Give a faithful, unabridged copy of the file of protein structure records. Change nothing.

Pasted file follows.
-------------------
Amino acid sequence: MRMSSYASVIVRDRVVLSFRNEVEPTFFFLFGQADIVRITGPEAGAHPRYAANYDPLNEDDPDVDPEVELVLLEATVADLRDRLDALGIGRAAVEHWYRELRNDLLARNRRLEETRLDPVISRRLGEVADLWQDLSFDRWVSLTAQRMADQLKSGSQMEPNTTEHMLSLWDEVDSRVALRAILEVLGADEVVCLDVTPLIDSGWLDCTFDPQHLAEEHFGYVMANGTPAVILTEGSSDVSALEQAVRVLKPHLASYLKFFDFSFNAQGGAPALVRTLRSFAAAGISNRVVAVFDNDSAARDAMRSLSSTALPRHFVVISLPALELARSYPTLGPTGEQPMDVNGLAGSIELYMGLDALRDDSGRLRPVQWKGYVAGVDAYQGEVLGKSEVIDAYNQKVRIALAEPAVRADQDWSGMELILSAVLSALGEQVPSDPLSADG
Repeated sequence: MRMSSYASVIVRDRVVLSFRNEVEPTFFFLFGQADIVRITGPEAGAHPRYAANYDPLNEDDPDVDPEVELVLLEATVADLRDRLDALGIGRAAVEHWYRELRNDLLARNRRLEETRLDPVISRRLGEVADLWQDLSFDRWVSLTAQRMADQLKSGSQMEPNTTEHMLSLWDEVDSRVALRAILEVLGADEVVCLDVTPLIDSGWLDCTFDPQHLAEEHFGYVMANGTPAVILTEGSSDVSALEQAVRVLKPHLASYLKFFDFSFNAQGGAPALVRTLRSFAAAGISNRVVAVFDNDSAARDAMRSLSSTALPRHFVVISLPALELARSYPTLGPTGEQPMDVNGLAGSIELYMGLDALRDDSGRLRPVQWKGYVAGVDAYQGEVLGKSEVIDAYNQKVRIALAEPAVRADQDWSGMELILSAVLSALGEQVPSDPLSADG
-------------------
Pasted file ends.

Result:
Amino acid sequence: MRMSSYASVIVRDRVVLSFRNEVEPTFFFLFGQADIVRITGPEAGAHPRYAANYDPLNEDDPDVDPEVELVLLEATVADLRDRLDALGIGRAAVEHWYRELRNDLLARNRRLEETRLDPVISRRLGEVADLWQDLSFDRWVSLTAQRMADQLKSGSQMEPNTTEHMLSLWDEVDSRVALRAILEVLGADEVVCLDVTPLIDSGWLDCTFDPQHLAEEHFGYVMANGTPAVILTEGSSDVSALEQAVRVLKPHLASYLKFFDFSFNAQGGAPALVRTLRSFAAAGISNRVVAVFDNDSAARDAMRSLSSTALPRHFVVISLPALELARSYPTLGPTGEQPMDVNGLAGSIELYMGLDALRDDSGRLRPVQWKGYVAGVDAYQGEVLGKSEVIDAYNQKVRIALAEPAVRADQDWSGMELILSAVLSALGEQVPSDPLSADG
Repeated sequence: MRMSSYASVIVRDRVVLSFRNEVEPTFFFLFGQADIVRITGPEAGAHPRYAANYDPLNEDDPDVDPEVELVLLEATVADLRDRLDALGIGRAAVEHWYRELRNDLLARNRRLEETRLDPVISRRLGEVADLWQDLSFDRWVSLTAQRMADQLKSGSQMEPNTTEHMLSLWDEVDSRVALRAILEVLGADEVVCLDVTPLIDSGWLDCTFDPQHLAEEHFGYVMANGTPAVILTEGSSDVSALEQAVRVLKPHLASYLKFFDFSFNAQGGAPALVRTLRSFAAAGISNRVVAVFDNDSAARDAMRSLSSTALPRHFVVISLPALELARSYPTLGPTGEQPMDVNGLAGSIELYMGLDALRDDSGRLRPVQWKGYVAGVDAYQGEVLGKSEVIDAYNQKVRIALAEPAVRADQDWSGMELILSAVLSALGEQVPSDPLSADG